Keep Fighting the Fight: A Living Legend

John was born with a rare birth defect called Right-sided Congenital Diaphragmatic Hernia (R-CDH). No two cases are ever the same so treatment can be difficult. When John was born he was given a 10% chance to live. We were asked what religion we were so they could accommodate us in having final rites said. As raised Catholics we had our son baptized the day he was born and his last rites on the same day.

It’s a brutally harsh birth defect that left his tiny little body of only 7lbs deflated, gray and lifeless. They started off by putting john on Oscillatory ventilation that provided 4X’s the normal ventilation and shock his body just to keep it going. When he graduated from the oscillator he went on a hospital ventilator and ECMO (A heart and lung bypass machine). All of these are considered “last resorts” to keeping “Baby Murphy” alive. He was on ECMO for 14 days. They told me he would need 21 days and then we will “see what happens”. 6 months into his life I learned that ‘see what happens’ meant we would have to stop life support. I always said my ignorance to all he hospital terms and procedures is what kept me from breaking down, I had no clue these were last resorts at the time. He spent the first 13 months of his life in the ICU at Children’s Memorial Hospital.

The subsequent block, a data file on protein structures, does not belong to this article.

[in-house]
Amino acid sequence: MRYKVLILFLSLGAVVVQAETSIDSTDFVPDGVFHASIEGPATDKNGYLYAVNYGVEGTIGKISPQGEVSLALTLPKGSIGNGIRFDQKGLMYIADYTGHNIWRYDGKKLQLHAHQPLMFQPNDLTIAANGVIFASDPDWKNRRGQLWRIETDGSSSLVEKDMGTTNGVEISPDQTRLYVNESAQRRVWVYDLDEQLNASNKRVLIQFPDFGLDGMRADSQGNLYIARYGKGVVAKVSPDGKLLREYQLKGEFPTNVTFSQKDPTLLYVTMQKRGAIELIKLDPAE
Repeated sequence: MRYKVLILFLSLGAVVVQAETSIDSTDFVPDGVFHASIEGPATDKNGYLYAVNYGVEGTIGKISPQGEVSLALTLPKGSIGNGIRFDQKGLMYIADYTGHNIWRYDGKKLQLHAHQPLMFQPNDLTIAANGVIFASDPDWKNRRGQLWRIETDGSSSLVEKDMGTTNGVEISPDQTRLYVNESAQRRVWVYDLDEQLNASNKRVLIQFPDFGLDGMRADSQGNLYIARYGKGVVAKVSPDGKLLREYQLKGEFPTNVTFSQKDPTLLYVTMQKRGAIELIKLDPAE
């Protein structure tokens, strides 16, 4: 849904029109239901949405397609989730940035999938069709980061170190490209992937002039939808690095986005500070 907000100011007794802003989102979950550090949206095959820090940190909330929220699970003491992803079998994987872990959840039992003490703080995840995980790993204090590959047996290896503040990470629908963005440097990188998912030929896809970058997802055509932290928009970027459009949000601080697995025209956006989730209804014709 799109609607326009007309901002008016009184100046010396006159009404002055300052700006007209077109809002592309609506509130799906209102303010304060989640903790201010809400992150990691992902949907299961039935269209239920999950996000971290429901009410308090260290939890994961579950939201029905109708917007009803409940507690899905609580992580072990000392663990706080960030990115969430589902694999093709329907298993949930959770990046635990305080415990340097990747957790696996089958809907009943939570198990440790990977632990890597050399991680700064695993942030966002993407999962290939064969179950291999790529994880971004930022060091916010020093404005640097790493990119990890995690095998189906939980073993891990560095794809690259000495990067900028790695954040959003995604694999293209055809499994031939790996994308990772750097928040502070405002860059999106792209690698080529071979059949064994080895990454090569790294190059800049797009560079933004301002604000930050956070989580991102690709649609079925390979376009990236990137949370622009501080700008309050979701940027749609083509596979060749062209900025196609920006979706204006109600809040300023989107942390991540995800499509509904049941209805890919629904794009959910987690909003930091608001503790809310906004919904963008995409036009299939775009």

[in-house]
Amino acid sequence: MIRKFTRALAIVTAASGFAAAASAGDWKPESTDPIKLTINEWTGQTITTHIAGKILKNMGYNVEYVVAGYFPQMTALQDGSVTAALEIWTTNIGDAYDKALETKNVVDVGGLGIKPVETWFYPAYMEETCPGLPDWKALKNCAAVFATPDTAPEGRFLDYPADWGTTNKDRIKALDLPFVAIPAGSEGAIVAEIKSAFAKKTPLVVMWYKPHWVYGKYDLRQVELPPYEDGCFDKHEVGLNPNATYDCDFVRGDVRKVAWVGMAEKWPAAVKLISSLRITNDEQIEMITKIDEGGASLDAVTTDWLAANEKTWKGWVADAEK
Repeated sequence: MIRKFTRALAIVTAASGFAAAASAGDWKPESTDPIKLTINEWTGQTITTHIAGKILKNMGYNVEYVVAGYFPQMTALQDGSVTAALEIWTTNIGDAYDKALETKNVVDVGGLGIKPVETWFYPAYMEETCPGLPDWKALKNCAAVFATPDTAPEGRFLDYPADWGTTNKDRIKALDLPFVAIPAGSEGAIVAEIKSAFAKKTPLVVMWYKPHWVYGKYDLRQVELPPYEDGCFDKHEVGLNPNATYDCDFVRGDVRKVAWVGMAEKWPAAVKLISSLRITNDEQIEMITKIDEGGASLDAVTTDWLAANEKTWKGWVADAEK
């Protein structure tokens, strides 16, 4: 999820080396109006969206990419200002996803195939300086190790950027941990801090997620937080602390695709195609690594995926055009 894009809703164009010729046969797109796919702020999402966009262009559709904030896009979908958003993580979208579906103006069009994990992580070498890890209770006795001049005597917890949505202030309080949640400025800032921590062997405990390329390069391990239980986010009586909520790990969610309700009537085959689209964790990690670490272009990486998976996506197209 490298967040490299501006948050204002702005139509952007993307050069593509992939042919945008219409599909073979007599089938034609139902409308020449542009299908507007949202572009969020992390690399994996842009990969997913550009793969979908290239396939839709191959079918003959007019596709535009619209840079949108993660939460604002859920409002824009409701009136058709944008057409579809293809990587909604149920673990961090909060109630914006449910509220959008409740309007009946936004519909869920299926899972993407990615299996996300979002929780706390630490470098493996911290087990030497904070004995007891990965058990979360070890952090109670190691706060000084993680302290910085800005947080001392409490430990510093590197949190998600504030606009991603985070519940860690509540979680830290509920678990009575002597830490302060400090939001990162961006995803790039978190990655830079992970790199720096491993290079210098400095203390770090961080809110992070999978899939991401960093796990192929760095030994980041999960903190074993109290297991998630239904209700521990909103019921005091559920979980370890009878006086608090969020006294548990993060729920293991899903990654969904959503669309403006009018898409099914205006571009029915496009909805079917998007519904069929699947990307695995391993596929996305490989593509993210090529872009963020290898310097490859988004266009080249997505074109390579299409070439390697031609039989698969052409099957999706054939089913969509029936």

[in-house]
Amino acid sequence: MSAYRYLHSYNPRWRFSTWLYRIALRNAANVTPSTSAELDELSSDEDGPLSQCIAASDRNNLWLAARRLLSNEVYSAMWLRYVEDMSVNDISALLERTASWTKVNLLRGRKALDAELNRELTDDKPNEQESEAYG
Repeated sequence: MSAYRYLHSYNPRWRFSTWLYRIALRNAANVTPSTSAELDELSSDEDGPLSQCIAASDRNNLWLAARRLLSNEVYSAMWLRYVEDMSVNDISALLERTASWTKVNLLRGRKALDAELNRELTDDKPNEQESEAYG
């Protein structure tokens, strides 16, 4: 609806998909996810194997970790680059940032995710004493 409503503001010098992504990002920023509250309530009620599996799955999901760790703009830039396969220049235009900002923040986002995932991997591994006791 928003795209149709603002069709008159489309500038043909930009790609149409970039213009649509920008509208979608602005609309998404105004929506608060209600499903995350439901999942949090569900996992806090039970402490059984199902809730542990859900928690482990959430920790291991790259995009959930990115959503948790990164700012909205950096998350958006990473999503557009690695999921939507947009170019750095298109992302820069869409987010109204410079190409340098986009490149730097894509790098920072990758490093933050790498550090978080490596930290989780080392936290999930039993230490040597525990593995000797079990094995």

7 months in, he became addicted to Ativan and Methadone. Weaning him off those meds was surreal. With each wean of the medication he would shake and cry uncontrollable. They finally put him on Ketamine to get him off the other two. I learned Ketamine is what they give drug addicts to get them off their drug of choice.

8 months in they moved him from the Neonatal unit to the Pediatric ICU. He was growing and needed doctors that could keep up with him. No longer a baby, he graduated to Pediatrics.

He was always fighting infections, virus or just being stable on the vent. Our goal was to get him on a home ventilator so he could go home. However, the support of a home ventilator isn’t as strong as a hospital ventilator. So he needed to stay in the ICU until he was strong enough to transition over.

At 11months we have a team meeting. The head of the Pediatric ICU said “I wouldn’t doubt it if he is here another year”. With that statement we set up house in the ICU. I started bringing all the toys that family and friends bought for him to the room so we could play or learn every day. I played with him in that little box with windows every morning, watched him nap, feed him, loved him and somedays just sat there watching him while he was in an induced coma. I resigned to the fact that this was our second home. Because he was MRSA positive we were not allowed to venture out into the halls or waiting room. It was literally our prison cell. I used to refer to sitting in the room as being like zoo animals. Please would walk by, look in while they passed and smile or not smile. I would smile back or pretend I don’t see them. If John was having a bad day sometimes they would stop in, poke their heads in and ask how we were. I hated that? I hated that they asked “How are you?”, that always set me off into tears because I wasn’t good and I didn’t want to talk about it.